>Whenever I teach a photography workshop to more advanced students, I encourage them to work in series — to create works with a common theme or subject matter.
Most think this is easy and silly. So what? Who wants to see 12 pictures of the same thing?
Then I tell them: write out your ideas and research your themes before your shoot.
|“Sacred Movement #3,” ©2011 Jeane Vogel Studios|
What? We’re photographers, they yell! We shoot what we see.
Ugh. What’s wrong with this picture (pun intended!)? What’s wrong is that the photographer is passive if she’s only shooting what she sees or finds interesting. That’s one of the reasons that some people don’t see photography as “art” — and are not shy about telling me so!
BE ACTIVE in your art. There are lots of ways to elevate a “snapshot” to the realm of art. One way is INTENTION.
Photography is communication, like any other art form. The artist has something to SAY. Before saying it, she needs to know what it is she wants to impart. That takes thought, time, research and lots and lots of work.
Whether the message is obvious and simple, or conceptual and complex, the best work in series will be thoughtful.
Last Friday, my newest work “Sacred Movement” was unveiled at Third Degree Glass Factory in St. Louis. It started about 10 months ago with a conversation. One of the owners of a belly-dance school and professional troupe approached me about working together to get images of the women dancing. I could use them anyway I wanted and I agreed to do some publicity stills for them. Win-win. I had no previous interest in belly dancing, other than it was beautiful and fun.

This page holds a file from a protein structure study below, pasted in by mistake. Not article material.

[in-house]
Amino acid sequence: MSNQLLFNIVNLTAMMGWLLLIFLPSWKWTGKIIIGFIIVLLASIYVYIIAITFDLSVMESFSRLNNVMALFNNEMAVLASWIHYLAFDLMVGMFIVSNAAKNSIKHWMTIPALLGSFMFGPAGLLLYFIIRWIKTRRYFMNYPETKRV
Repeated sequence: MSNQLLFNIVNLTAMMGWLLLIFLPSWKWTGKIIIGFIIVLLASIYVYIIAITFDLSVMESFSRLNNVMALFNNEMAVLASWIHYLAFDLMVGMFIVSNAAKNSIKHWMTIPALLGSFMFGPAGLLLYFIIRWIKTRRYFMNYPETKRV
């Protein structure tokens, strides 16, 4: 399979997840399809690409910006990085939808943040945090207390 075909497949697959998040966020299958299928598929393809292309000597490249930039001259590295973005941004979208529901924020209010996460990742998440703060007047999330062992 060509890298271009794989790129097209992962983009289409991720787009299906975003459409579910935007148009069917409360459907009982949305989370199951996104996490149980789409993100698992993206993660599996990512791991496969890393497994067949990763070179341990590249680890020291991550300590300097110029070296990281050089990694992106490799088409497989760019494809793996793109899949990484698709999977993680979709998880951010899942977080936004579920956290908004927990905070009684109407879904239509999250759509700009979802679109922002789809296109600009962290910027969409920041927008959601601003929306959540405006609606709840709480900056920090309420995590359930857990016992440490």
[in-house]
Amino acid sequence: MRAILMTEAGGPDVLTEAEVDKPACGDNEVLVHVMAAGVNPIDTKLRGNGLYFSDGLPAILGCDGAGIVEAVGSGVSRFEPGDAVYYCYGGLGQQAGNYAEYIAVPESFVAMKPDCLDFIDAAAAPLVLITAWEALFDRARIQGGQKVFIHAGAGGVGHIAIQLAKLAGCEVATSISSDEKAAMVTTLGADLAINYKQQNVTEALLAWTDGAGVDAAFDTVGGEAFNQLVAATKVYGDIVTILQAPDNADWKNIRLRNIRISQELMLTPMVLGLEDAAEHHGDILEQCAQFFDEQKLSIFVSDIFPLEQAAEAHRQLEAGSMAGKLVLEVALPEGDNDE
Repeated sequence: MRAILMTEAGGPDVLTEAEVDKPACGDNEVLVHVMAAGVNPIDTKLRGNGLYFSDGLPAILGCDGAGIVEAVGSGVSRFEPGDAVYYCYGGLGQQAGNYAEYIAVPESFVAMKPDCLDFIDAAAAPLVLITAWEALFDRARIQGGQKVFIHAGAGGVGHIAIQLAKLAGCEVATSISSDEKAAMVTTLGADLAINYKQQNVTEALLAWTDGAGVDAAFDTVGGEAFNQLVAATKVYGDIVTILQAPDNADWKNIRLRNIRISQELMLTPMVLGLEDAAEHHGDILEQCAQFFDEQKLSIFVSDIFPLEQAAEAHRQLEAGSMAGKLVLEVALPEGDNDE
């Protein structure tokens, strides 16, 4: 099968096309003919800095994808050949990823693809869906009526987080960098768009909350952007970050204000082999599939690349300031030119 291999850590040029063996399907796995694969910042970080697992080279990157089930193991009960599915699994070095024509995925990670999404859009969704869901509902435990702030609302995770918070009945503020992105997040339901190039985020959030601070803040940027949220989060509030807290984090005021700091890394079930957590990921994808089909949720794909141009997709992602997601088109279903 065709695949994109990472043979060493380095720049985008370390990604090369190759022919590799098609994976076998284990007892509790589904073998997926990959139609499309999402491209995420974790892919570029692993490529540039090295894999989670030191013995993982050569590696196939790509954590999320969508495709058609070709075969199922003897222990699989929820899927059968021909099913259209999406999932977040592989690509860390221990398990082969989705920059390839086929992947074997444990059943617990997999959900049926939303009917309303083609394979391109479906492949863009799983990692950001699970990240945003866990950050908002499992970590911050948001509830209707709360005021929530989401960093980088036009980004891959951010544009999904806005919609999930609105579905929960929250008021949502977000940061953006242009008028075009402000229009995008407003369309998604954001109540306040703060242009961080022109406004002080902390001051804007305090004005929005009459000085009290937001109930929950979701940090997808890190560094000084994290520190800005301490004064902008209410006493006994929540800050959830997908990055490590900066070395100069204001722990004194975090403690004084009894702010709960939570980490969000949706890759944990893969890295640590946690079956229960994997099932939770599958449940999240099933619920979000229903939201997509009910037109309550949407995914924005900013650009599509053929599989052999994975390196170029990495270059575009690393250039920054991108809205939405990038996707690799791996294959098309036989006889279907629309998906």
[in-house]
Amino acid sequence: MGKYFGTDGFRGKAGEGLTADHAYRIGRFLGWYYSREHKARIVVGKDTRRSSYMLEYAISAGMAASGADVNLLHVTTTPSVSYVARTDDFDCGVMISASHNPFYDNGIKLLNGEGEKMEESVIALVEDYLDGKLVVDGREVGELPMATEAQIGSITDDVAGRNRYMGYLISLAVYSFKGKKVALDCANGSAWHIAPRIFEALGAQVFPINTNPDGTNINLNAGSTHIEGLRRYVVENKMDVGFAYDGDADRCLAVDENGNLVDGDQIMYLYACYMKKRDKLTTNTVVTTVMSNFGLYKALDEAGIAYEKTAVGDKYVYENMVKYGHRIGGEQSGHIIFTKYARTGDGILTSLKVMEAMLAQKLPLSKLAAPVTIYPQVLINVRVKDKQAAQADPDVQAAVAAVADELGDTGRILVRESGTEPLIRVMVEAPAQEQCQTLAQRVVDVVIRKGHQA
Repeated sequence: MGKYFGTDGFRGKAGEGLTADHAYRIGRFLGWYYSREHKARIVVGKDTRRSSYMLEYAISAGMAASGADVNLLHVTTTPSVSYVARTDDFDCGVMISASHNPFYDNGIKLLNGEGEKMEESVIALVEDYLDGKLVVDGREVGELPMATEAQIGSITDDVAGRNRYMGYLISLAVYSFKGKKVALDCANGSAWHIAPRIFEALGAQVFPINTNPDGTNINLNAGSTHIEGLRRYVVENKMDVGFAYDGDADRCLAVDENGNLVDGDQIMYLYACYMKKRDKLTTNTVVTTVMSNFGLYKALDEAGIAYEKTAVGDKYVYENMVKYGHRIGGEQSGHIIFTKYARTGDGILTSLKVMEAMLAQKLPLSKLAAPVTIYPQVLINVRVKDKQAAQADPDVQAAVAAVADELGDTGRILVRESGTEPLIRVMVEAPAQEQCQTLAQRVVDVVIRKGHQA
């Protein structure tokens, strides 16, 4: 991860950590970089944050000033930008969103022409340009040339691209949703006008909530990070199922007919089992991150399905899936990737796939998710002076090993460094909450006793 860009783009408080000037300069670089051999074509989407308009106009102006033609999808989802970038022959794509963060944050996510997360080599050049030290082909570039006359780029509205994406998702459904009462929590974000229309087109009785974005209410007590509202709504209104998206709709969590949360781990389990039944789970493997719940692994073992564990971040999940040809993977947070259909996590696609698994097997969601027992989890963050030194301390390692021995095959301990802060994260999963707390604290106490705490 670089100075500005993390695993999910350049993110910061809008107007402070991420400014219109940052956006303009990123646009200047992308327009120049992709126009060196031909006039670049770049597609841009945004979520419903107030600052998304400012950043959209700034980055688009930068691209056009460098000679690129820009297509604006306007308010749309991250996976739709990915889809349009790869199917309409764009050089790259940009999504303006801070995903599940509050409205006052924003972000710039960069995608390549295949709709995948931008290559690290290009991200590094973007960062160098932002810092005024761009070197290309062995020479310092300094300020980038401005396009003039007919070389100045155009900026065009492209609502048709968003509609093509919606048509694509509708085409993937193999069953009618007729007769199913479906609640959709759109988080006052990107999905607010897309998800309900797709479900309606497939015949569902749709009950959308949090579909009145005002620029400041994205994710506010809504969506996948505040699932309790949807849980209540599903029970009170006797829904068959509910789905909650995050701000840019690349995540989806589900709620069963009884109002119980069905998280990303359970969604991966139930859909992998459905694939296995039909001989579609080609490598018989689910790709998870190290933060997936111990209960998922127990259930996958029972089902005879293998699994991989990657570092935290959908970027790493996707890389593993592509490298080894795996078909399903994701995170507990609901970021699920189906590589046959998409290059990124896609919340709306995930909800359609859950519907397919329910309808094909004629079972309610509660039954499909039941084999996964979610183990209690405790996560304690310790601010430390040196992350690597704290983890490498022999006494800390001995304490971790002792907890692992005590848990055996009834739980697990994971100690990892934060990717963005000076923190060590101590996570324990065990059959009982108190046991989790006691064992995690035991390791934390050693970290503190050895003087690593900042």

I started my research. I played with ideas in my head.
|“Sacred Movement #9,” ©2011 Jeane Vogel Studios|
Within months, about the time we scheduled the shoot, some ideas had formed. The research jelled.
Belly dancing is a woman’s dance for women. It’s not supposed to be sexual. It’s not supposed to be for men! It’s for women. It’s also mystical and holy. It reveals and conceals. There are layers and layers and layers of meaning.
There was my concept! I wanted to reclaim this dance for women. While I rarely use a lot of digital work, “Sacred Movement” needed layers and layers of textures and colors, which I could do with digital painting. The result is an evolving work I’m delighted with.
Not everyone gets it. Some just see pictures of women dancing. That’s ok. I hope they see GOOD pictures of women dancing.
Those who do “get it” rewarded me with interpretations that added to my original concept and enhanced the series with satisfaction that comes from the sharing of ideas.
A Tribute to Women, Dance and the Feminine Divine
In Sacred Movement, Jeane reveals the feminine divine through the fluid grace of the dancer — specifically the belly dancer.
A uniquely feminine dance, belly dancing has been sexualized by the West. Originally, it was a tribute to the Goddess — a prayer, a gratitude, a celebration.
In Sacred Movement, Jeane reclaims the intent of the dance and rededicates it to feminine divinity. These photographic images have been digitally painted to create layers and layers of texture and color, unveiling the secrets of the dance. The hand-deckled edges are suggestive of frayed fabric, fringes and baubles. The artist’s intent is to create images that are simultaneously light and complicated, intense and accessible, layered and simple. She invites you to approach the art as you would a relationship. How does it make you feel? Does it evoke a memory? An emotion? A call to action?
Many thanks to the professional dancers and advanced students of Aalim Dance for being partners in creation of this evolving work.